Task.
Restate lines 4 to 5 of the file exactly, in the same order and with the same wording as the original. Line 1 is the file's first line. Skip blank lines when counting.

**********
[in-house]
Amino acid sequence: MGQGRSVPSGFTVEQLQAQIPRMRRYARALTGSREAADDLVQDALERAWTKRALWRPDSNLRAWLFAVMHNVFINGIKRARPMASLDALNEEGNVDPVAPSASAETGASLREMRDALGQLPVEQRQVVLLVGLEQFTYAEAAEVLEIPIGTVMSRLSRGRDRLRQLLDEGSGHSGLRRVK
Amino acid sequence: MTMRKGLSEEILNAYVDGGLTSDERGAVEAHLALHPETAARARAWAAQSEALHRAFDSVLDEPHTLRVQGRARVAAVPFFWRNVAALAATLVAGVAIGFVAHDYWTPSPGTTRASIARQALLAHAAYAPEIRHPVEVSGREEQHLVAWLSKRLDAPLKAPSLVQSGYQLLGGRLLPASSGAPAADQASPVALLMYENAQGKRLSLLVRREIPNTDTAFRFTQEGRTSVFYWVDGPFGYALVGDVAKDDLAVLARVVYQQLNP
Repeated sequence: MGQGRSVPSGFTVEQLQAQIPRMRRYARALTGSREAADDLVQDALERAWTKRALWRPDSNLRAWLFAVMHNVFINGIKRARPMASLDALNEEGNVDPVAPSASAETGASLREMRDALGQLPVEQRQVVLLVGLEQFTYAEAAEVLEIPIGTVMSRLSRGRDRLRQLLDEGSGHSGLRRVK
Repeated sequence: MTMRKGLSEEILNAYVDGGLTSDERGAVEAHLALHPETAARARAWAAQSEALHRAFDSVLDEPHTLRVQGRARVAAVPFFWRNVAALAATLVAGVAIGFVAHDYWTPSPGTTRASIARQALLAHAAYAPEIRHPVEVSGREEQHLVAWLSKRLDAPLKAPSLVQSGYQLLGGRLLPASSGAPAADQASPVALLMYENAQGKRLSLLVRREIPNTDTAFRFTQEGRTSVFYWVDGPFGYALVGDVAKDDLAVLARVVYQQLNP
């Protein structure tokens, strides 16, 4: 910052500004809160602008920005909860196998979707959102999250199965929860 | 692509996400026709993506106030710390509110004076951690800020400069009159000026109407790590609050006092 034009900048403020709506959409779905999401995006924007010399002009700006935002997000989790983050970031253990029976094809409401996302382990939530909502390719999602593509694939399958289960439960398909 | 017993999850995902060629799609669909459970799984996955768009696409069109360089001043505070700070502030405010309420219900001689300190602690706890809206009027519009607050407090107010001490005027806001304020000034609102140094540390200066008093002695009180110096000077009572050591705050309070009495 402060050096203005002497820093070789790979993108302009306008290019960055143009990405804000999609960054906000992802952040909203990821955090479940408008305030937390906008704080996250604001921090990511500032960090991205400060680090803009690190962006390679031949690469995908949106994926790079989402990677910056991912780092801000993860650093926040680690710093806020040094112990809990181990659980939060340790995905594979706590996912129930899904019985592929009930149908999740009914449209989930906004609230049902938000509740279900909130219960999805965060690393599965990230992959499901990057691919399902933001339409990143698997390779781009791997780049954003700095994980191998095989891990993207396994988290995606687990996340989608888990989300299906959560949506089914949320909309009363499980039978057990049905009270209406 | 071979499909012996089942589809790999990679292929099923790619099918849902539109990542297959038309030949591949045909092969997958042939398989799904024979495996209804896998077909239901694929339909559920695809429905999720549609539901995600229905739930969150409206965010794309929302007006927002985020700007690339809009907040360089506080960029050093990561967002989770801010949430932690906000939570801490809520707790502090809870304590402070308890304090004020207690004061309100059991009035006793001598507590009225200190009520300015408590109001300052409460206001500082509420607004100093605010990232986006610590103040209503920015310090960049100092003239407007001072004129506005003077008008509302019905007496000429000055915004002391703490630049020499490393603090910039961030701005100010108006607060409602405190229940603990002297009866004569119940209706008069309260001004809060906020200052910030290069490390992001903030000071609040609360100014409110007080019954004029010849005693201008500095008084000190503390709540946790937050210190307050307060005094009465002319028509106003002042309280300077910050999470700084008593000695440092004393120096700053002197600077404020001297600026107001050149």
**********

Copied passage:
Repeated sequence: MGQGRSVPSGFTVEQLQAQIPRMRRYARALTGSREAADDLVQDALERAWTKRALWRPDSNLRAWLFAVMHNVFINGIKRARPMASLDALNEEGNVDPVAPSASAETGASLREMRDALGQLPVEQRQVVLLVGLEQFTYAEAAEVLEIPIGTVMSRLSRGRDRLRQLLDEGSGHSGLRRVK
Repeated sequence: MTMRKGLSEEILNAYVDGGLTSDERGAVEAHLALHPETAARARAWAAQSEALHRAFDSVLDEPHTLRVQGRARVAAVPFFWRNVAALAATLVAGVAIGFVAHDYWTPSPGTTRASIARQALLAHAAYAPEIRHPVEVSGREEQHLVAWLSKRLDAPLKAPSLVQSGYQLLGGRLLPASSGAPAADQASPVALLMYENAQGKRLSLLVRREIPNTDTAFRFTQEGRTSVFYWVDGPFGYALVGDVAKDDLAVLARVVYQQLNP